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Renal hemangiosarcoma in a 5-year-old intact male German Shepherd: Our Case Of the Month March 2015

Patient Information

5 Years
Male, Intact


Severe renomegaly is present with disruption of the corticomedullary junction and capsular expansion.
Overt mass development is present a few days on follow-up sonogram with capsular escape. Note the lack of color flow signals from the recognizable portion of the kidney compared to the lack of signals in the mass itself.
Progressive expansion of the renal mass occupying the left kidney.
Right kidney was of normal size and contour.

Traumatic event or emerging hemangiosarcoma? Note the diagnostic power of a recheck sonogram. Giving the benefit of the doubt is best for the patient but rechecking for regression or progression of the lesion will enhance your gut feeling for the underlying pathological truth. Check out this presentation imaged by Andi Parkison RDMS of Intrapet Imaging, Baltimore, Maryland, USA and how a prudent follow-up was key to the true diagnosis in this case despite the "traumatic' history. A special thanks to Hickory Veterinary Hospital, Dr. Melissa Adams and Dr. Bob Silcox.


A 5-year-old male German shepherd was presented for evaluation of progressive pain, lethargy, anorexia, and hunched back following an episode of abdominal trauma - tried to jump over a large hole and hit his abdomen on the edge of the hole.

Image Interpretation

Sonographic Interpretation:. The left kidney in this patient presented a subcapsular blood clot and hemorrhage escape or possible tumor related escape through the dorsal cortex. This appears to extend outside the capsule. Tissue thickening was noted and extended caudally between the vena cava and aorta. This may represent hemangiosarcoma or other neoplastic event with capsular escape. FNA of the hypoechoic tissue and perirenal space and sublumbar space is recommended to assess for a potential neoplastic event and secondary hemorrhage. Otherwise, exploratory surgery is recommended. However, the patterns extending caudally in the sublumbar and retroperitoneal space will not likely allow for clean resection. The left kidney was severely enlarged at 10.6 cm. Infiltrative process is suspected with potential for a blood clot.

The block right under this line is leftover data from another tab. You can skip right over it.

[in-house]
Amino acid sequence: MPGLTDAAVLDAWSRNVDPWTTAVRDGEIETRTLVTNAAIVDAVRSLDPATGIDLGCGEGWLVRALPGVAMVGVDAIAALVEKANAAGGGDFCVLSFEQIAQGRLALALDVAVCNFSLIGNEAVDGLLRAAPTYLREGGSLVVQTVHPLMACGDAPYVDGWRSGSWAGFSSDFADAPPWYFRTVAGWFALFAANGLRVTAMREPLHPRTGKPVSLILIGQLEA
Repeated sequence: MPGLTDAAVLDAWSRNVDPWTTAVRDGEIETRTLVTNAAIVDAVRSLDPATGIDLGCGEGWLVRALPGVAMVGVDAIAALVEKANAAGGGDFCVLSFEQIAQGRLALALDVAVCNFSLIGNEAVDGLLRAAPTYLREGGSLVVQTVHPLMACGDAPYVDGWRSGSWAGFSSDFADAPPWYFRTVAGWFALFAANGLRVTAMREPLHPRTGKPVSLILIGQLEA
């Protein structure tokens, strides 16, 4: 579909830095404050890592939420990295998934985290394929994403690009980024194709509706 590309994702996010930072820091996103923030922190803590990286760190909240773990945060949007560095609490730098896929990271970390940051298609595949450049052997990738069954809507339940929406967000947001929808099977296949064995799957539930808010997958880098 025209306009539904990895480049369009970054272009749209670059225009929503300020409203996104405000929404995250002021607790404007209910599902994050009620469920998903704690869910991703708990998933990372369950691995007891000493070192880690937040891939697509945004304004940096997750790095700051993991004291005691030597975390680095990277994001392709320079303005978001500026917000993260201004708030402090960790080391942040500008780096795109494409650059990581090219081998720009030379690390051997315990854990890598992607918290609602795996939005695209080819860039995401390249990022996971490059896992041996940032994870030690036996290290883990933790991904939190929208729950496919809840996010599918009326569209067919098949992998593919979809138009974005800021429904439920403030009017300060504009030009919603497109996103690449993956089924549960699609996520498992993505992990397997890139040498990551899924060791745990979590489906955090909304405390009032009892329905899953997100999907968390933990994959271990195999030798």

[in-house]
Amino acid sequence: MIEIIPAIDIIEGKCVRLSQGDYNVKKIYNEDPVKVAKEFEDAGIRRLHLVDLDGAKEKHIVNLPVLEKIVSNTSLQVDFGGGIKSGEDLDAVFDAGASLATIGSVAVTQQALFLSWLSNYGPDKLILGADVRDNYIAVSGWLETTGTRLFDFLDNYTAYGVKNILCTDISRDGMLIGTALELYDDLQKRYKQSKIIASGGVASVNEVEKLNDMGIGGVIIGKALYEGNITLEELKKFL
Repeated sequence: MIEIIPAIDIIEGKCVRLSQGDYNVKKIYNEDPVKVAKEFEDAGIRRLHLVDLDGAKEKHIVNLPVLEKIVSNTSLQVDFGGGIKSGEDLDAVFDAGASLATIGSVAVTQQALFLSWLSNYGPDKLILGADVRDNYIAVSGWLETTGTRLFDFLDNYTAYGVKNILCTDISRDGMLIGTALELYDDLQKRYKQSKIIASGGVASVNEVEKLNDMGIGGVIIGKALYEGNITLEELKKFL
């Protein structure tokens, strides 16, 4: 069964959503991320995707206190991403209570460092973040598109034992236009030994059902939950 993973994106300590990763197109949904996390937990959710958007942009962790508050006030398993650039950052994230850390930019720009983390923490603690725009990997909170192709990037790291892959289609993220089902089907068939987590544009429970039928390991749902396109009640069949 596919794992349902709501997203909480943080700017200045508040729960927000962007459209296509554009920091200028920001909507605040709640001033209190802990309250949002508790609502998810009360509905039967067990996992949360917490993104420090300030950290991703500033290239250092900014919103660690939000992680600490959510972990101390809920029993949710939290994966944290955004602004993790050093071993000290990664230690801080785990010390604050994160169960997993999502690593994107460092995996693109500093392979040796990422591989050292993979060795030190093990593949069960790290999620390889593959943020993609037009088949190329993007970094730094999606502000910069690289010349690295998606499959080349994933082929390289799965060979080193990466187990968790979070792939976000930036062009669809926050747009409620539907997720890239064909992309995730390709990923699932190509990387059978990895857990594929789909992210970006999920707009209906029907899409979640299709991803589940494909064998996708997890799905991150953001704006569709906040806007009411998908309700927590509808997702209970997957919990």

Sonographic Differential Diagnosis

Sonographic Differential Diagnosis: Renal hemorrhage with pericapsular and retroperitoneal fluid and tissue proliferation. Potential clot versus neoplasia and secondary hemorrhage. FNA of the hypoechoic tissue is recommended. Guarded prognosis. Recheck sonogram is recommended in 48-72 hours to assess for any progression or resolution. Neoplastic infiltrates and blood clots can look similar on ultrasound. Doppler assessment could not differentiate one or the other hence the necessity for aspirates.


Sampling: Surgical biopsy revealed renal hemangiosarcoma and subcapsular hematoma.


Renal hemangiosarcoma and subcapsular hematoma


Nephrectomy revealed renal mass with hemangiosarcoma confirmed upon histopathological review.


Hemangiosarcoma is a rapidly expanding neoplastic process that can often present with a history of suspected "trauma." Given that both traumatic lesions and HSA can cause hematoma formation HSA should be considered especially in predisposed breeds. Traumatic clot should begin to resolve progressively but logically HSA will progress and expand as it did in this case.



Renomegaly with disrupted corticomedullary architecture and capsular expansion with pericapsular ill-defined fat. Expansive hematoma +/- neoplastic event such as hemangiosarcoma suspected.
Follow-up sonogram of the left kidney demonstrates further expansive pathology and full mass effect enhancing the suspicion of hemangiosarcoma as opposed to a traumatic renal hematoma.
Complete renal pelvic division by the expansive mass. Nephrectomy and renal biopsy revealed renal hemangiosarcoma.